The Problem with ‘Important’

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A colleague and I have had a difficult time meeting lately. As I have reflected on why this has occurred, I have discovered that the word ‘important‘ is used a lot. As in, “I’m sorry but I have to cancel because something important came up”. This simple situation has caused me to reflect on the word important. What are we really saying when we use this word?

I have come to the conclusion that we use the word ‘important’ a lot. In fact, some of us may suffer from an important addiction. And over time, it has become such a normal part of our vocabulary that we have become numb to what important really means. To test the idea, take this simple test. Have you said any of these phrases in the last few weeks?

  • I can’t make the meeting because something important just came up.
  • Give me a few minutes, I’m finishing an important call.
  • We need to reschedule because I have an important meeting at that time.
  • Son, I can’t play with you right now because I have something important to do.

Important can be legitimate! It can also be an excuse with unexamined consequences. For example, here are a few things we may be communicating when we indiscriminately use the word important.

  • We tell others that they (or their tasks) are unimportant.
  • We reflect our ability (or more accurately, our inability) to prioritize.
  • We communicate that we are too busy to make time for someone else.
  • We legitimately have too many things to do.
  • We are not effective at prioritization.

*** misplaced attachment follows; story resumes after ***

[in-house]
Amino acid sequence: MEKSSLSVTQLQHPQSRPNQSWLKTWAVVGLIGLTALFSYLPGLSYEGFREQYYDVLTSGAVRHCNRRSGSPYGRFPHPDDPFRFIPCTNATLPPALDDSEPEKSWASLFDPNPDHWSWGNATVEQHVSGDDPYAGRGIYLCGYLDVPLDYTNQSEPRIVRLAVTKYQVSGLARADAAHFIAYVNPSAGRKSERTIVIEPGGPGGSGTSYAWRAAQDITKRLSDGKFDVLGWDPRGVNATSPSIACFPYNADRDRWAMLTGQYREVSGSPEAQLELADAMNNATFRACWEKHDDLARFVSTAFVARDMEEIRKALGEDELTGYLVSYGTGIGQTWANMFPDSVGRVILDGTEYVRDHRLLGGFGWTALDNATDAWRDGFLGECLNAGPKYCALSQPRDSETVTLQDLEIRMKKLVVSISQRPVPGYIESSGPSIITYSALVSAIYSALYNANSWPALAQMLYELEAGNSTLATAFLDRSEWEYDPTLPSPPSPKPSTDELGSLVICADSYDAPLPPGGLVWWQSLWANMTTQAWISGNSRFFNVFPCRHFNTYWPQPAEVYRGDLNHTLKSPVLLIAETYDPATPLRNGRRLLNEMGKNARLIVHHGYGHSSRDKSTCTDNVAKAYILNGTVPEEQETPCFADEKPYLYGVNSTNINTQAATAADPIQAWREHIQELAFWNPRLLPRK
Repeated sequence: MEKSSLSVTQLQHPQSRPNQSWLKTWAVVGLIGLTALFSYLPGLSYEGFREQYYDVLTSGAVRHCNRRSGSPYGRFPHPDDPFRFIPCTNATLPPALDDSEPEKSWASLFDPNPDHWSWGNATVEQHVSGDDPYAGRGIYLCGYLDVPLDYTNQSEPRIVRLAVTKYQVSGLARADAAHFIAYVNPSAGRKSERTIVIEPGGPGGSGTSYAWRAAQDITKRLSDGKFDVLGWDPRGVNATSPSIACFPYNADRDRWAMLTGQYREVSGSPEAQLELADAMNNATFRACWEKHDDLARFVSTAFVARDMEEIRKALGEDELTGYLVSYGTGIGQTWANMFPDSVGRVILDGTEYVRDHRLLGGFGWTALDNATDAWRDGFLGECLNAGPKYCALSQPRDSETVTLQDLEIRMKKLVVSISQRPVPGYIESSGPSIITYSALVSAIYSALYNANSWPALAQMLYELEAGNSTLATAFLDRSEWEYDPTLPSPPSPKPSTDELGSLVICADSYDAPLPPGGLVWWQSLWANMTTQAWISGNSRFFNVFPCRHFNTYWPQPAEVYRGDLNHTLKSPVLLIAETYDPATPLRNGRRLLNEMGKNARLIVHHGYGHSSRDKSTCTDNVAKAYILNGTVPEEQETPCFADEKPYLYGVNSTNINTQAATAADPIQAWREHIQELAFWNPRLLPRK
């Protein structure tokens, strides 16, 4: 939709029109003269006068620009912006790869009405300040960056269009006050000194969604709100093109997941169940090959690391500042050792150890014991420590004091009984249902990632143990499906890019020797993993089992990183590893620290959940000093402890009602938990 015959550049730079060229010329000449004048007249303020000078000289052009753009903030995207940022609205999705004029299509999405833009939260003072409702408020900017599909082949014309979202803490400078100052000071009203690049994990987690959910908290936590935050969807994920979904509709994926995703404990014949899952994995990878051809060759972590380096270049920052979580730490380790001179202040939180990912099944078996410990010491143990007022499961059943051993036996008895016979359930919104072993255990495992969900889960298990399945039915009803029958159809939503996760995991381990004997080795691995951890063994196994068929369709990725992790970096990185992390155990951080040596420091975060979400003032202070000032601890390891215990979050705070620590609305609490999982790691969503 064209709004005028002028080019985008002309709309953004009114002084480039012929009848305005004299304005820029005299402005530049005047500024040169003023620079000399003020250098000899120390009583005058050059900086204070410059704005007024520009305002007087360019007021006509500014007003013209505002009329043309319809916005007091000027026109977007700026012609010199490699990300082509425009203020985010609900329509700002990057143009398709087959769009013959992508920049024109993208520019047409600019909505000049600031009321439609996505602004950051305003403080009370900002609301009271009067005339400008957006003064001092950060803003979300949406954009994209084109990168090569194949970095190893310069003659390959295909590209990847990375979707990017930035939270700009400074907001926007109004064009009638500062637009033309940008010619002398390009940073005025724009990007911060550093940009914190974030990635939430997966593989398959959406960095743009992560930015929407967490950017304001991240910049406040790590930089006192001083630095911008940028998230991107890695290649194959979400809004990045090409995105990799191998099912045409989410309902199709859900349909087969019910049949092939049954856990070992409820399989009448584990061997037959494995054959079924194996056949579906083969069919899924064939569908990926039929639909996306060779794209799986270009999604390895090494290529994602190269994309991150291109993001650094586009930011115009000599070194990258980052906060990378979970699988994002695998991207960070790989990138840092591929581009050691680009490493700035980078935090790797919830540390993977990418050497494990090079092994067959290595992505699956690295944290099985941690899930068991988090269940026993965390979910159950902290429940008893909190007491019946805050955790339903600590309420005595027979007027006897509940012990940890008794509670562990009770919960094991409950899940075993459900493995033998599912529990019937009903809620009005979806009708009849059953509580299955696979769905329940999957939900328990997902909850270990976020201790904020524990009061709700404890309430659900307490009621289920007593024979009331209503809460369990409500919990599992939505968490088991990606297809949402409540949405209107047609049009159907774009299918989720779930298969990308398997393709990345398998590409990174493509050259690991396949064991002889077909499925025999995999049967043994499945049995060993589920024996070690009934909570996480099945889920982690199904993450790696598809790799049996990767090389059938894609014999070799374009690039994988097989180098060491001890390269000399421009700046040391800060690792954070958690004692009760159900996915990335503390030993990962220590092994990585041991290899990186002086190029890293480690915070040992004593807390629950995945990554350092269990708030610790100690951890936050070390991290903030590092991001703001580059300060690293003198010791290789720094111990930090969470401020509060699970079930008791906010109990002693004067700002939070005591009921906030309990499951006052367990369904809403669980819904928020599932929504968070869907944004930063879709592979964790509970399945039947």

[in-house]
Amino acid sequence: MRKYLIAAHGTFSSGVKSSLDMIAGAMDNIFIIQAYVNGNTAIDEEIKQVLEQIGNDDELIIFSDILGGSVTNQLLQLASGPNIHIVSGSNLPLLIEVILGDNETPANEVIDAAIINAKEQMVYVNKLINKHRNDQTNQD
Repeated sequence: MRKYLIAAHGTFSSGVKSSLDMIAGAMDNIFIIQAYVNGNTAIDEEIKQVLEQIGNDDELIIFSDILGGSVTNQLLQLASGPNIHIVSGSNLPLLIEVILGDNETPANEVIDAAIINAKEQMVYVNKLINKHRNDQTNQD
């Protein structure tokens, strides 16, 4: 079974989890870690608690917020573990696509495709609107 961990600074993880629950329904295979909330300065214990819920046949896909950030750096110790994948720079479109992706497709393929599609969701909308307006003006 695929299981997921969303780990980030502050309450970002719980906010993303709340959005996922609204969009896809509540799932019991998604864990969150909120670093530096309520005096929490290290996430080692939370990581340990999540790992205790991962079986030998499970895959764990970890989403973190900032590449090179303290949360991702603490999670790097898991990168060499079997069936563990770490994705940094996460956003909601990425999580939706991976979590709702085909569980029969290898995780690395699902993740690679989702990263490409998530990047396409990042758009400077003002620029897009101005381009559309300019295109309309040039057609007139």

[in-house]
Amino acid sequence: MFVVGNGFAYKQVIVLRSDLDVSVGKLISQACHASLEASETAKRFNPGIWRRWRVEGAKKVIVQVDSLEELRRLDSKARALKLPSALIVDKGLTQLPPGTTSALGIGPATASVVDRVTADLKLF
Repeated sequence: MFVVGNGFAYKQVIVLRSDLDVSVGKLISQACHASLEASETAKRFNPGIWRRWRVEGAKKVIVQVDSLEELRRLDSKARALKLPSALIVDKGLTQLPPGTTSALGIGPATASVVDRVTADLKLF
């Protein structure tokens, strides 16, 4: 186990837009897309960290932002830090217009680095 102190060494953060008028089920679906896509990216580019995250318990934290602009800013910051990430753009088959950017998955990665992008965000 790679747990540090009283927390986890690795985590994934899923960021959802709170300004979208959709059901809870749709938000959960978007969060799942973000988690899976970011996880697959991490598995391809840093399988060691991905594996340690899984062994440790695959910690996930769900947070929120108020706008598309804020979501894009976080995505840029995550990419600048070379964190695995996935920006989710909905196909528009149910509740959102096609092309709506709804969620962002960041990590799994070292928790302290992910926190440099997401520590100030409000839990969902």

• We are using the word to make ourselves feel important. Because busy people are important people!

A few months ago, I spoke about a similar theme when I discussed the word ‘Busy’ (Our New Four Letter Word). Like the word busy, important can be legitimate. But when it is overused, it reveals that there is an underlying issue (such as those listed above).

So should we stop using the word ‘important’? Definitely not!! There are important things that need to shape our priorities. However, we need to stop giving it out like cheap candy at Halloween. We must use it strategically. We need to use it when something is really important and someone else needs to know it.

And now I must rush off to an important meeting…


 

Head ShotDr. Jeff Suderman is an “important” consultant, professor and pracademic who works in the field of organizational development. He partners with clients to improve culture, leadership, teamwork, organizational alignment, strategy and organizational future-readiness. He resides in Palm Desert, California. Twitter: @jlsuderman

 

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